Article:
Since the 1980s, ransomware – an attack method in which malicious software locks down a user’s PC and files until they pay a set amount to the attacker – has been a constant in the digital realm. But until recently, the nature of the Internet meant that these attacks primarily targeted individuals. Criminals lacked an effective means of assaulting larger enterprises.
This is no longer the case.
On some level, you’re probably cognizant of this fact. After all, the healthcare industry has seen a massive surge in ransomware over the past few years, with one extorted hospital being forced to pay out $17,000. There are several core factors that have contributed to this unprecedented growth:
- The increasing popularity of Bitcoin, an anonymous digital currency. Bitcoin is now the preferred method of ransomware attacks, as it allows individuals to send and receive money from anywhere in the world.
- Innovations and advances in malicious applications, and the readily-available nature of most modern ransomware.
- Enterprises that lag behind in installing security patches and updates, or fail to properly educate their employees about digital risk.
That’s right – it’s not just hospitals or consumers that are at-risk from ransomware anymore. Any business in any industry could be a victim. Often, all it takes is a single negligent user to send things spiralling out of control and lead to an entire network being infected.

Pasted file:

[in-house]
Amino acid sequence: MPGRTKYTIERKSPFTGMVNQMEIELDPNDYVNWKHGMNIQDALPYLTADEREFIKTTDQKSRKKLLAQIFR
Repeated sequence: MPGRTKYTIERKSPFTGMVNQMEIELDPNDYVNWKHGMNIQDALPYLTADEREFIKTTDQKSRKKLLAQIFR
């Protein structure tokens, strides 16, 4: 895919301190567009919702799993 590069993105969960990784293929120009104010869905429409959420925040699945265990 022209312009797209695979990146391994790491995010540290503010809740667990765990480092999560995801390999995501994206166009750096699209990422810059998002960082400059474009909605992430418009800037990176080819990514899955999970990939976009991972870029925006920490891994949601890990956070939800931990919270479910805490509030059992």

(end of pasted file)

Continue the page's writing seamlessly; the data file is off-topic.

And if you think that’s something that can’t happen to you, you simply haven’t been paying attention.
“According to the U.S. Department of Justice, ransomware attacks have quadrupled this year from a year ago, averaging 4,000 a day,” writes Robert Mcmillan of The Wall Street Journal. “One university chief security officer said he purchased two bitcoin “mining” machines, which generate bitcoin on their own by performing the complex calculations that allow the bitcoin financial network to operate. Since January, he has been using these systems to stockpile bitcoin, just in case he needs to quickly recover a critical computer.”
In short, ransomware is a threat for everyone – not just end users. You need to protect your business from it. Luckily, like any other form of malware attack, there are a number of measures you can take:
- Educate your users. If your users are taught to recognize a sketchy email or a phishing scam, it will significantly reduce the risk that a workplace device winds up being compromised.
- Keep your software up to date. This should go without saying, but you can not afford to lag behind on installing security patches. Update the moment new software is available – because every moment you wait is another in which an attacker can target your business.
- Create frequent backups. Keep those backups separate from your core systems.
- Be proactive about system security. Use monitoring solutions to check for suspicious file activity, and take measures to ensure employees aren’t connecting unauthorized devices to your network.
- Purchase bitcoin mining machines. If all else fails, it couldn’t hurt to follow the lead of the professor in the WSJ article and purchase some bitcoin mining tools – that way, you’ll be prepared in the event that you need to get a critical system back online fast.
Once solely a consumer problem, ransomware has evolved beyond its humble roots into a legitimate enterprise threat. You need to be aware of its existence – and prepared to deal with it; otherwise, you’ve only yourself to blame when your systems end up being locked down by a criminal.
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